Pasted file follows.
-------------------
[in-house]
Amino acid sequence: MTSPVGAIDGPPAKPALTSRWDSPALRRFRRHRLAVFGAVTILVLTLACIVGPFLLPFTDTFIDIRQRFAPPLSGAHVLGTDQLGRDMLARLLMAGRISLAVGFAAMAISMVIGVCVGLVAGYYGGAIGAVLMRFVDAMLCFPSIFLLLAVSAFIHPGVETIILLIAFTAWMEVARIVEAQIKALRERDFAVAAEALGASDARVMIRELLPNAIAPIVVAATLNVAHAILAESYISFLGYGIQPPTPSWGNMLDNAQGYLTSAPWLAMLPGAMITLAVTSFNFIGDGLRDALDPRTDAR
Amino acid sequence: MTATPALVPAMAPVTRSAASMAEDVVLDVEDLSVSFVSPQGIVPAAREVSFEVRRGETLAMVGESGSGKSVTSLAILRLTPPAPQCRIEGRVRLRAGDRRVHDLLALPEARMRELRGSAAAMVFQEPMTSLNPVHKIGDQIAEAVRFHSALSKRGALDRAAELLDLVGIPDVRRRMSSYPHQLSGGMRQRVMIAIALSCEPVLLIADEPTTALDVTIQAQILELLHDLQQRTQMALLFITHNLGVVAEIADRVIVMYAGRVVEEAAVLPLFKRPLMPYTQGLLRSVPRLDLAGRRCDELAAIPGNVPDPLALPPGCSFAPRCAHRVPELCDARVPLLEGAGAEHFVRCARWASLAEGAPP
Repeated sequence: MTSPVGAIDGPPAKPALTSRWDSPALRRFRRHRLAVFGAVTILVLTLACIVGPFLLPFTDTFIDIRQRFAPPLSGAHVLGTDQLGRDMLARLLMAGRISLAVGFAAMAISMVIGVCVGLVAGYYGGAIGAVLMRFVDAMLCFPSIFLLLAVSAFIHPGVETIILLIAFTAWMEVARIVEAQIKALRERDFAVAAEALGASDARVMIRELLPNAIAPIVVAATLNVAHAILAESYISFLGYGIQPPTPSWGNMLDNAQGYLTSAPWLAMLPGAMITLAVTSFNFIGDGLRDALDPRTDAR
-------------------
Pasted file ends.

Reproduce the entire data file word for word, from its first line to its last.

[in-house]
Amino acid sequence: MTSPVGAIDGPPAKPALTSRWDSPALRRFRRHRLAVFGAVTILVLTLACIVGPFLLPFTDTFIDIRQRFAPPLSGAHVLGTDQLGRDMLARLLMAGRISLAVGFAAMAISMVIGVCVGLVAGYYGGAIGAVLMRFVDAMLCFPSIFLLLAVSAFIHPGVETIILLIAFTAWMEVARIVEAQIKALRERDFAVAAEALGASDARVMIRELLPNAIAPIVVAATLNVAHAILAESYISFLGYGIQPPTPSWGNMLDNAQGYLTSAPWLAMLPGAMITLAVTSFNFIGDGLRDALDPRTDAR
Amino acid sequence: MTATPALVPAMAPVTRSAASMAEDVVLDVEDLSVSFVSPQGIVPAAREVSFEVRRGETLAMVGESGSGKSVTSLAILRLTPPAPQCRIEGRVRLRAGDRRVHDLLALPEARMRELRGSAAAMVFQEPMTSLNPVHKIGDQIAEAVRFHSALSKRGALDRAAELLDLVGIPDVRRRMSSYPHQLSGGMRQRVMIAIALSCEPVLLIADEPTTALDVTIQAQILELLHDLQQRTQMALLFITHNLGVVAEIADRVIVMYAGRVVEEAAVLPLFKRPLMPYTQGLLRSVPRLDLAGRRCDELAAIPGNVPDPLALPPGCSFAPRCAHRVPELCDARVPLLEGAGAEHFVRCARWASLAEGAPP
Repeated sequence: MTSPVGAIDGPPAKPALTSRWDSPALRRFRRHRLAVFGAVTILVLTLACIVGPFLLPFTDTFIDIRQRFAPPLSGAHVLGTDQLGRDMLARLLMAGRISLAVGFAAMAISMVIGVCVGLVAGYYGGAIGAVLMRFVDAMLCFPSIFLLLAVSAFIHPGVETIILLIAFTAWMEVARIVEAQIKALRERDFAVAAEALGASDARVMIRELLPNAIAPIVVAATLNVAHAILAESYISFLGYGIQPPTPSWGNMLDNAQGYLTSAPWLAMLPGAMITLAVTSFNFIGDGLRDALDPRTDAR